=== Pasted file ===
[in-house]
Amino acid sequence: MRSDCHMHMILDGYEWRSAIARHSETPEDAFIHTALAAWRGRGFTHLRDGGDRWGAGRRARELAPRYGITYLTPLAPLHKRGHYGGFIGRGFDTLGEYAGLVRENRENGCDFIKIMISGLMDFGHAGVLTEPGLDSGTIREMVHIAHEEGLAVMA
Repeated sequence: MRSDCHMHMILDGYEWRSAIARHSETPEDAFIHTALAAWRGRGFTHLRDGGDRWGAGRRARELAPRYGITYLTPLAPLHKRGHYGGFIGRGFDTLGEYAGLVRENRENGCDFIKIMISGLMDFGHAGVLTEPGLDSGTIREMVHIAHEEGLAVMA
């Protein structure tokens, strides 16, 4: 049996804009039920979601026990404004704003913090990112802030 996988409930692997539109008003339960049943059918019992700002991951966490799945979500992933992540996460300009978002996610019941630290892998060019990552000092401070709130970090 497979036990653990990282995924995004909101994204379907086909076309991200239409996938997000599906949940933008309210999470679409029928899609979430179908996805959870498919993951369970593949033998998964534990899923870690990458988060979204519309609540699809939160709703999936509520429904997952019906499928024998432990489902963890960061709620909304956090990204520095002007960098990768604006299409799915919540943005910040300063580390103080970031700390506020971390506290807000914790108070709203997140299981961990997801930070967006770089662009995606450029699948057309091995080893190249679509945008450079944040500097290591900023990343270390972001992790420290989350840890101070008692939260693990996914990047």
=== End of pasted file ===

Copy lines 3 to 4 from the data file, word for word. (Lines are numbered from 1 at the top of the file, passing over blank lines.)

Repeated sequence: MRSDCHMHMILDGYEWRSAIARHSETPEDAFIHTALAAWRGRGFTHLRDGGDRWGAGRRARELAPRYGITYLTPLAPLHKRGHYGGFIGRGFDTLGEYAGLVRENRENGCDFIKIMISGLMDFGHAGVLTEPGLDSGTIREMVHIAHEEGLAVMA
């Protein structure tokens, strides 16, 4: 049996804009039920979601026990404004704003913090990112802030 996988409930692997539109008003339960049943059918019992700002991951966490799945979500992933992540996460300009978002996610019941630290892998060019990552000092401070709130970090 497979036990653990990282995924995004909101994204379907086909076309991200239409996938997000599906949940933008309210999470679409029928899609979430179908996805959870498919993951369970593949033998998964534990899923870690990458988060979204519309609540699809939160709703999936509520429904997952019906499928024998432990489902963890960061709620909304956090990204520095002007960098990768604006299409799915919540943005910040300063580390103080970031700390506020971390506290807000914790108070709203997140299981961990997801930070967006770089662009995606450029699948057309091995080893190249679509945008450079944040500097290591900023990343270390972001992790420290989350840890101070008692939260693990996914990047």